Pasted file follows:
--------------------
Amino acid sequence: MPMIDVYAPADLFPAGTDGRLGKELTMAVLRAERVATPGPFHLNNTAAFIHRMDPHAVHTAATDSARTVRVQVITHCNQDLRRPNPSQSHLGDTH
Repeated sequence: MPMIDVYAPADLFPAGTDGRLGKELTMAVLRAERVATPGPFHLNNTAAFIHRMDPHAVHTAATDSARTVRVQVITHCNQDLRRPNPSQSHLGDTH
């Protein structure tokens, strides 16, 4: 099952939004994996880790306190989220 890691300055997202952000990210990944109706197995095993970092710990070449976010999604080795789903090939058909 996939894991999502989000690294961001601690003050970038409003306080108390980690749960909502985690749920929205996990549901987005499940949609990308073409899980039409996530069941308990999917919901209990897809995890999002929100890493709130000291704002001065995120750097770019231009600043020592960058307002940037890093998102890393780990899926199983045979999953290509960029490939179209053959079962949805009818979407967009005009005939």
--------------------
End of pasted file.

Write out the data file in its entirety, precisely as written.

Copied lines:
Amino acid sequence: MPMIDVYAPADLFPAGTDGRLGKELTMAVLRAERVATPGPFHLNNTAAFIHRMDPHAVHTAATDSARTVRVQVITHCNQDLRRPNPSQSHLGDTH
Repeated sequence: MPMIDVYAPADLFPAGTDGRLGKELTMAVLRAERVATPGPFHLNNTAAFIHRMDPHAVHTAATDSARTVRVQVITHCNQDLRRPNPSQSHLGDTH
């Protein structure tokens, strides 16, 4: 099952939004994996880790306190989220 890691300055997202952000990210990944109706197995095993970092710990070449976010999604080795789903090939058909 996939894991999502989000690294961001601690003050970038409003306080108390980690749960909502985690749920929205996990549901987005499940949609990308073409899980039409996530069941308990999917919901209990897809995890999002929100890493709130000291704002001065995120750097770019231009600043020592960058307002940037890093998102890393780990899926199983045979999953290509960029490939179209053959079962949805009818979407967009005009005939």